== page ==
The Importance of Tummy Time- Make it fun!

Baby smiling and having tummy time

Tummy time is developmentally important for the neck, back, pelvic and shoulder girdle muscles to develop.  Tummy time will also help prevent positional plagiocephaly, where the baby’s head develops flat spots. Tummy time encourages and allows children to see the world in a different way than from on their back.  As the child begins to explore their surroundings, they will independently recruit the muscles of their neck to lift their head. As they gain head control on their stomach, they will begin to want to reach for objects in front of them and use their upper extremities to push up.  This will develop trunk and shoulder stability as well as hand strength that will be used for gross and fine motor skills down the road. 

It is important right from the beginning to make tummy time enjoyable and prevent any adverse experiences. Your child is working against gravity to lift and hold their head in an upright position during tummy time. Because babies initially do not have head strength or upper body strength to move themselves out of this position, if they feel left alone or scared that you are gone, they may cry and develop a negative relationship with tummy time.  Starting right from day one, make this time a time to bond with your child, and be with them.  Begin by incorporating a few minutes of tummy time, several times a day and gradually build up the length as they develop more strength and comfort in this position! After each diaper change, roll them over onto the tummy and get down to their level.  This will give them multiple experiences throughout the day to be in this position and develop comfort and routine for it.  Communicate with your baby when they are in this position through song, soft words and happy facial expressions offering them security and encouragement.  A hand placed on their back can give them the comfort from your touch, so they do not feel alone and trapped in this position. They should enjoy their tummy time.  Move them out when they get frustrated, so it is not a negative experience but a positive one!  Rolling them into and out of the position will encourage motor learning and show the child they can get into and out of the position without leaving them to struggle.  Have FUN with it, it will help your child develop muscles and strength they will need to roll, sit, crawl, and walk!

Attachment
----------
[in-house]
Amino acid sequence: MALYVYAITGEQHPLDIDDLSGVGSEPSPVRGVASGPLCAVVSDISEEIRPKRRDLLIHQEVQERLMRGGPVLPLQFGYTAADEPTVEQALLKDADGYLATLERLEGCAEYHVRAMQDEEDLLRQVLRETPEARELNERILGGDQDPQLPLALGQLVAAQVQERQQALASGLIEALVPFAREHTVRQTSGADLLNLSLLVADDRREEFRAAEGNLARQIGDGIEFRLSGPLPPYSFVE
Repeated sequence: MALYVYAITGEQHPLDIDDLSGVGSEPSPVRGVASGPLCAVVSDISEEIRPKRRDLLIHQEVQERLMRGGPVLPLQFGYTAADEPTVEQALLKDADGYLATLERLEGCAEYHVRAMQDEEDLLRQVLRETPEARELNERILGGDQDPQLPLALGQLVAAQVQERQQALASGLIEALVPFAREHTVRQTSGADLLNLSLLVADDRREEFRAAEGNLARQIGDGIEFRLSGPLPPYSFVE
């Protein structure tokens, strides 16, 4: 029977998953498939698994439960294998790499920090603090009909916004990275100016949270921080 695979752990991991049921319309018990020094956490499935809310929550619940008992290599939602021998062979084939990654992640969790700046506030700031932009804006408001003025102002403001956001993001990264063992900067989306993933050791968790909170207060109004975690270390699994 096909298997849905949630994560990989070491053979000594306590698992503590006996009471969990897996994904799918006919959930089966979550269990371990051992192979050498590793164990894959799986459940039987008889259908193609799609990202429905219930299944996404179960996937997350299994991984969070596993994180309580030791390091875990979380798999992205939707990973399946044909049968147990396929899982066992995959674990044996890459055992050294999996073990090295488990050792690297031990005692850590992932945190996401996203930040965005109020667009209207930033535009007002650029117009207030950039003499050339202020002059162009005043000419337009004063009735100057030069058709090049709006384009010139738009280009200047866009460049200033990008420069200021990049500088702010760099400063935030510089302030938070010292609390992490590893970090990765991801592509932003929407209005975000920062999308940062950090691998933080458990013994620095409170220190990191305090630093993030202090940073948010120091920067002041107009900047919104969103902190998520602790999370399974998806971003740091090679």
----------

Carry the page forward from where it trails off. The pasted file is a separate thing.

Danielle Bararuk physiotherapist

Danielle Bararuk


Pelvic Health Therapist

Paediatric Physiotherapist